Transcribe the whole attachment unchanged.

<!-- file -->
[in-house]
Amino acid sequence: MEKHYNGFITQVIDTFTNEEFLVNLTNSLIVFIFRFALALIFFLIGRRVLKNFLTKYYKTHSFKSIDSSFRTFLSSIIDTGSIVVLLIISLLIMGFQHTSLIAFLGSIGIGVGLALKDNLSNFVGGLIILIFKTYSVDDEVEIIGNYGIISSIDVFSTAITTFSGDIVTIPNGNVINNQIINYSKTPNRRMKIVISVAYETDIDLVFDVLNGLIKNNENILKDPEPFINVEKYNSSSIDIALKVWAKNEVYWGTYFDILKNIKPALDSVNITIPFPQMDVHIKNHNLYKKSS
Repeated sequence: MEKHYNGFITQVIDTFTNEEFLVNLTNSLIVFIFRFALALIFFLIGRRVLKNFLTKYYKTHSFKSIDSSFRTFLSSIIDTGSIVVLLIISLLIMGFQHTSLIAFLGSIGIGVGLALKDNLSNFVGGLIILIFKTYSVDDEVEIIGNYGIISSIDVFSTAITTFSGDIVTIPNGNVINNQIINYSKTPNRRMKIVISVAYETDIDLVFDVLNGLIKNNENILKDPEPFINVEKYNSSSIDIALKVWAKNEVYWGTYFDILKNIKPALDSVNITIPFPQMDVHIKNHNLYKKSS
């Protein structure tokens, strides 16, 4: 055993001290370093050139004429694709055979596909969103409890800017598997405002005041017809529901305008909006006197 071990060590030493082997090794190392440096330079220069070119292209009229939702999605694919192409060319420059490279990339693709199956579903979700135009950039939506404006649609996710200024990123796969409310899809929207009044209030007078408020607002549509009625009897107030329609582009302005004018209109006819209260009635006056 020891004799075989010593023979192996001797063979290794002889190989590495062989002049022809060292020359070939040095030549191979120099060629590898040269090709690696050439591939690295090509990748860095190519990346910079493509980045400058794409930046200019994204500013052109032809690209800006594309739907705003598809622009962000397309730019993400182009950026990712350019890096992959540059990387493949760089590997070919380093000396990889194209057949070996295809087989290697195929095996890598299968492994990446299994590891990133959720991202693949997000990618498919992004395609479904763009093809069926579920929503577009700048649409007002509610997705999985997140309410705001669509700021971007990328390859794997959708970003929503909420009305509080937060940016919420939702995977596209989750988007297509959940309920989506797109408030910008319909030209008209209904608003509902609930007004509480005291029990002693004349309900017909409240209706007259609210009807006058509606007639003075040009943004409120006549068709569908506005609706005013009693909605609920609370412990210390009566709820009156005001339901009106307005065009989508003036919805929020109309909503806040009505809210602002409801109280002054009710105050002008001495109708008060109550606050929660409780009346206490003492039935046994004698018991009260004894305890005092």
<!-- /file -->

[in-house]
Amino acid sequence: MEKHYNGFITQVIDTFTNEEFLVNLTNSLIVFIFRFALALIFFLIGRRVLKNFLTKYYKTHSFKSIDSSFRTFLSSIIDTGSIVVLLIISLLIMGFQHTSLIAFLGSIGIGVGLALKDNLSNFVGGLIILIFKTYSVDDEVEIIGNYGIISSIDVFSTAITTFSGDIVTIPNGNVINNQIINYSKTPNRRMKIVISVAYETDIDLVFDVLNGLIKNNENILKDPEPFINVEKYNSSSIDIALKVWAKNEVYWGTYFDILKNIKPALDSVNITIPFPQMDVHIKNHNLYKKSS
Repeated sequence: MEKHYNGFITQVIDTFTNEEFLVNLTNSLIVFIFRFALALIFFLIGRRVLKNFLTKYYKTHSFKSIDSSFRTFLSSIIDTGSIVVLLIISLLIMGFQHTSLIAFLGSIGIGVGLALKDNLSNFVGGLIILIFKTYSVDDEVEIIGNYGIISSIDVFSTAITTFSGDIVTIPNGNVINNQIINYSKTPNRRMKIVISVAYETDIDLVFDVLNGLIKNNENILKDPEPFINVEKYNSSSIDIALKVWAKNEVYWGTYFDILKNIKPALDSVNITIPFPQMDVHIKNHNLYKKSS
């Protein structure tokens, strides 16, 4: 055993001290370093050139004429694709055979596909969103409890800017598997405002005041017809529901305008909006006197 071990060590030493082997090794190392440096330079220069070119292209009229939702999605694919192409060319420059490279990339693709199956579903979700135009950039939506404006649609996710200024990123796969409310899809929207009044209030007078408020607002549509009625009897107030329609582009302005004018209109006819209260009635006056 020891004799075989010593023979192996001797063979290794002889190989590495062989002049022809060292020359070939040095030549191979120099060629590898040269090709690696050439591939690295090509990748860095190519990346910079493509980045400058794409930046200019994204500013052109032809690209800006594309739907705003598809622009962000397309730019993400182009950026990712350019890096992959540059990387493949760089590997070919380093000396990889194209057949070996295809087989290697195929095996890598299968492994990446299994590891990133959720991202693949997000990618498919992004395609479904763009093809069926579920929503577009700048649409007002509610997705999985997140309410705001669509700021971007990328390859794997959708970003929503909420009305509080937060940016919420939702995977596209989750988007297509959940309920989506797109408030910008319909030209008209209904608003509902609930007004509480005291029990002693004349309900017909409240209706007259609210009807006058509606007639003075040009943004409120006549068709569908506005609706005013009693909605609920609370412990210390009566709820009156005001339901009106307005065009989508003036919805929020109309909503806040009505809210602002409801109280002054009710105050002008001495109708008060109550606050929660409780009346206490003492039935046994004698018991009260004894305890005092």